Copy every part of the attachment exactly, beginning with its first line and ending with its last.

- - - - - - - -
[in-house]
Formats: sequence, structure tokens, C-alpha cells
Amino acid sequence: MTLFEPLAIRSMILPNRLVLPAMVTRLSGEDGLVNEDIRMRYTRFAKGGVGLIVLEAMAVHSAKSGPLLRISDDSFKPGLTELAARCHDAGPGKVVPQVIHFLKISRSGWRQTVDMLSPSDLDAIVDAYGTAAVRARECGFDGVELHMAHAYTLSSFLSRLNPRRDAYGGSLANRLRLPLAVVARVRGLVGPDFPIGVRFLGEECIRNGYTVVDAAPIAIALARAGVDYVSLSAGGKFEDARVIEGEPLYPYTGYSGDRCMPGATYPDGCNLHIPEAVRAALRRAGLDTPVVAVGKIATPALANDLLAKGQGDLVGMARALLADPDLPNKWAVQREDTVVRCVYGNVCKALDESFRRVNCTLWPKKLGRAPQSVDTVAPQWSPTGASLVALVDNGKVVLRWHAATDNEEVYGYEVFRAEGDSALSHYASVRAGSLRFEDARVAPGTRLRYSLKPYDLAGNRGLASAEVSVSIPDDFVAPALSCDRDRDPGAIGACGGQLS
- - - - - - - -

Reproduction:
[in-house]
Formats: sequence, structure tokens, C-alpha cells
Amino acid sequence: MTLFEPLAIRSMILPNRLVLPAMVTRLSGEDGLVNEDIRMRYTRFAKGGVGLIVLEAMAVHSAKSGPLLRISDDSFKPGLTELAARCHDAGPGKVVPQVIHFLKISRSGWRQTVDMLSPSDLDAIVDAYGTAAVRARECGFDGVELHMAHAYTLSSFLSRLNPRRDAYGGSLANRLRLPLAVVARVRGLVGPDFPIGVRFLGEECIRNGYTVVDAAPIAIALARAGVDYVSLSAGGKFEDARVIEGEPLYPYTGYSGDRCMPGATYPDGCNLHIPEAVRAALRRAGLDTPVVAVGKIATPALANDLLAKGQGDLVGMARALLADPDLPNKWAVQREDTVVRCVYGNVCKALDESFRRVNCTLWPKKLGRAPQSVDTVAPQWSPTGASLVALVDNGKVVLRWHAATDNEEVYGYEVFRAEGDSALSHYASVRAGSLRFEDARVAPGTRLRYSLKPYDLAGNRGLASAEVSVSIPDDFVAPALSCDRDRDPGAIGACGGQLS